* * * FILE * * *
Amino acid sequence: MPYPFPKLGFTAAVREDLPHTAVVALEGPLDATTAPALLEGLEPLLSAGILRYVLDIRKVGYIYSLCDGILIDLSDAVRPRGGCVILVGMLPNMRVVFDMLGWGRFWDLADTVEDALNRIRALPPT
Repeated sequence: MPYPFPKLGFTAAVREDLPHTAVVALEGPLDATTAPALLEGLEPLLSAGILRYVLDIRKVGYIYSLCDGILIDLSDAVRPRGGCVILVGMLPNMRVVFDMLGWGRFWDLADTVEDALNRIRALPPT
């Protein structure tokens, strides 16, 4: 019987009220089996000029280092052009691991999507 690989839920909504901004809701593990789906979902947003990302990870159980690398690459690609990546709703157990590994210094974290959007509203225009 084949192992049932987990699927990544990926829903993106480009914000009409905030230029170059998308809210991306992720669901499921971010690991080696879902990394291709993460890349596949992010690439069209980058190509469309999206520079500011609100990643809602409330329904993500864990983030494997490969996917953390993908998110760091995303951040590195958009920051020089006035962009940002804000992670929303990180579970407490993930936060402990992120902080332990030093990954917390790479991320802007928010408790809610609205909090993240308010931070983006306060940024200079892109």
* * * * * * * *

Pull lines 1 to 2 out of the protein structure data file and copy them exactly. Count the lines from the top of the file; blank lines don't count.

Amino acid sequence: MPYPFPKLGFTAAVREDLPHTAVVALEGPLDATTAPALLEGLEPLLSAGILRYVLDIRKVGYIYSLCDGILIDLSDAVRPRGGCVILVGMLPNMRVVFDMLGWGRFWDLADTVEDALNRIRALPPT
Repeated sequence: MPYPFPKLGFTAAVREDLPHTAVVALEGPLDATTAPALLEGLEPLLSAGILRYVLDIRKVGYIYSLCDGILIDLSDAVRPRGGCVILVGMLPNMRVVFDMLGWGRFWDLADTVEDALNRIRALPPT